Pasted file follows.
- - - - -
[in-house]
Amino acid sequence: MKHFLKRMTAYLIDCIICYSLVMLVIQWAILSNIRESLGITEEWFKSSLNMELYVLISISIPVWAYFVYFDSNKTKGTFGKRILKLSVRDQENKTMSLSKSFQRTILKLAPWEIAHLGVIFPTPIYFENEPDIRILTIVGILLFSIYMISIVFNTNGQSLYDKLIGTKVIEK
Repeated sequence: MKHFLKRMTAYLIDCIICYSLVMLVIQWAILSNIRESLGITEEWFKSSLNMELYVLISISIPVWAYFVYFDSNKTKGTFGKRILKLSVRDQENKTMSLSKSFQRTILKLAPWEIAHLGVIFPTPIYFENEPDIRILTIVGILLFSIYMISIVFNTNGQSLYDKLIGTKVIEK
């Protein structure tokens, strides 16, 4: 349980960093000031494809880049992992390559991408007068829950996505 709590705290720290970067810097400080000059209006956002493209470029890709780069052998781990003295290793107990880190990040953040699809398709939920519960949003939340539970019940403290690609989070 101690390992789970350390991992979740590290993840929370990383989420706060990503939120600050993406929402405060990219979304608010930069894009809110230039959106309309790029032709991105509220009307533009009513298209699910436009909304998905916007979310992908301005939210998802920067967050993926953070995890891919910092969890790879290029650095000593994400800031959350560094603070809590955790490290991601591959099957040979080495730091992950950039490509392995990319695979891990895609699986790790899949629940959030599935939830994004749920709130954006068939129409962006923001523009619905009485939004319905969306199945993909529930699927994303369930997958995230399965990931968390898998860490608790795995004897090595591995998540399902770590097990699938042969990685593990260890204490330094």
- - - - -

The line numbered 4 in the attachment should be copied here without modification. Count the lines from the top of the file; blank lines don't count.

């Protein structure tokens, strides 16, 4: 349980960093000031494809880049992992390559991408007068829950996505 709590705290720290970067810097400080000059209006956002493209470029890709780069052998781990003295290793107990880190990040953040699809398709939920519960949003939340539970019940403290690609989070 101690390992789970350390991992979740590290993840929370990383989420706060990503939120600050993406929402405060990219979304608010930069894009809110230039959106309309790029032709991105509220009307533009009513298209699910436009909304998905916007979310992908301005939210998802920067967050993926953070995890891919910092969890790879290029650095000593994400800031959350560094603070809590955790490290991601591959099957040979080495730091992950950039490509392995990319695979891990895609699986790790899949629940959030599935939830994004749920709130954006068939129409962006923001523009619905009485939004319905969306199945993909529930699927994303369930997958995230399965990931968390898998860490608790795995004897090595591995998540399902770590097990699938042969990685593990260890204490330094």